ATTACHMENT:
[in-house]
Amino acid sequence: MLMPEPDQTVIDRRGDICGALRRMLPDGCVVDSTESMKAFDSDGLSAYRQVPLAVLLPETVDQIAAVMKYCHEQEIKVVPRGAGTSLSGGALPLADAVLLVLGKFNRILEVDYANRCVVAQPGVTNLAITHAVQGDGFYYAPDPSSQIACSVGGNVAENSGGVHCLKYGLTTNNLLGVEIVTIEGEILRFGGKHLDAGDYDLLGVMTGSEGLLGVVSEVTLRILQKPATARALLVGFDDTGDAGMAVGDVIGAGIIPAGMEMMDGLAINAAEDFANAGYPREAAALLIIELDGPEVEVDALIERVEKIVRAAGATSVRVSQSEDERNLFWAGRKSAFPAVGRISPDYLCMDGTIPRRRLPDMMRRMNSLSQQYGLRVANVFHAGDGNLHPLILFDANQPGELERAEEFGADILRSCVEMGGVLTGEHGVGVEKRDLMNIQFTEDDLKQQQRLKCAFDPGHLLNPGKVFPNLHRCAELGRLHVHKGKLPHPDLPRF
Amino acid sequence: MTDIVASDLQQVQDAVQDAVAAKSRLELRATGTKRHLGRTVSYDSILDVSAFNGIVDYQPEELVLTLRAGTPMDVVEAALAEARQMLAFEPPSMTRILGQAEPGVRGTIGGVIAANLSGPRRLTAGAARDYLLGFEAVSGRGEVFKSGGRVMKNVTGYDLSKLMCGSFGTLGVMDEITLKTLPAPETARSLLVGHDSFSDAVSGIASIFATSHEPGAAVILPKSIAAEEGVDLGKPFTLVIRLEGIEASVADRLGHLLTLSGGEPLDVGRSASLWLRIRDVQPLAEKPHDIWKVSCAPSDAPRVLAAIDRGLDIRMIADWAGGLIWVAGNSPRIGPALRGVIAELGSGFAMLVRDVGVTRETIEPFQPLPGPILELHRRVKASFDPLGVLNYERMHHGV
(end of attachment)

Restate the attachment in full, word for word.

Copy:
[in-house]
Amino acid sequence: MLMPEPDQTVIDRRGDICGALRRMLPDGCVVDSTESMKAFDSDGLSAYRQVPLAVLLPETVDQIAAVMKYCHEQEIKVVPRGAGTSLSGGALPLADAVLLVLGKFNRILEVDYANRCVVAQPGVTNLAITHAVQGDGFYYAPDPSSQIACSVGGNVAENSGGVHCLKYGLTTNNLLGVEIVTIEGEILRFGGKHLDAGDYDLLGVMTGSEGLLGVVSEVTLRILQKPATARALLVGFDDTGDAGMAVGDVIGAGIIPAGMEMMDGLAINAAEDFANAGYPREAAALLIIELDGPEVEVDALIERVEKIVRAAGATSVRVSQSEDERNLFWAGRKSAFPAVGRISPDYLCMDGTIPRRRLPDMMRRMNSLSQQYGLRVANVFHAGDGNLHPLILFDANQPGELERAEEFGADILRSCVEMGGVLTGEHGVGVEKRDLMNIQFTEDDLKQQQRLKCAFDPGHLLNPGKVFPNLHRCAELGRLHVHKGKLPHPDLPRF
Amino acid sequence: MTDIVASDLQQVQDAVQDAVAAKSRLELRATGTKRHLGRTVSYDSILDVSAFNGIVDYQPEELVLTLRAGTPMDVVEAALAEARQMLAFEPPSMTRILGQAEPGVRGTIGGVIAANLSGPRRLTAGAARDYLLGFEAVSGRGEVFKSGGRVMKNVTGYDLSKLMCGSFGTLGVMDEITLKTLPAPETARSLLVGHDSFSDAVSGIASIFATSHEPGAAVILPKSIAAEEGVDLGKPFTLVIRLEGIEASVADRLGHLLTLSGGEPLDVGRSASLWLRIRDVQPLAEKPHDIWKVSCAPSDAPRVLAAIDRGLDIRMIADWAGGLIWVAGNSPRIGPALRGVIAELGSGFAMLVRDVGVTRETIEPFQPLPGPILELHRRVKASFDPLGVLNYERMHHGV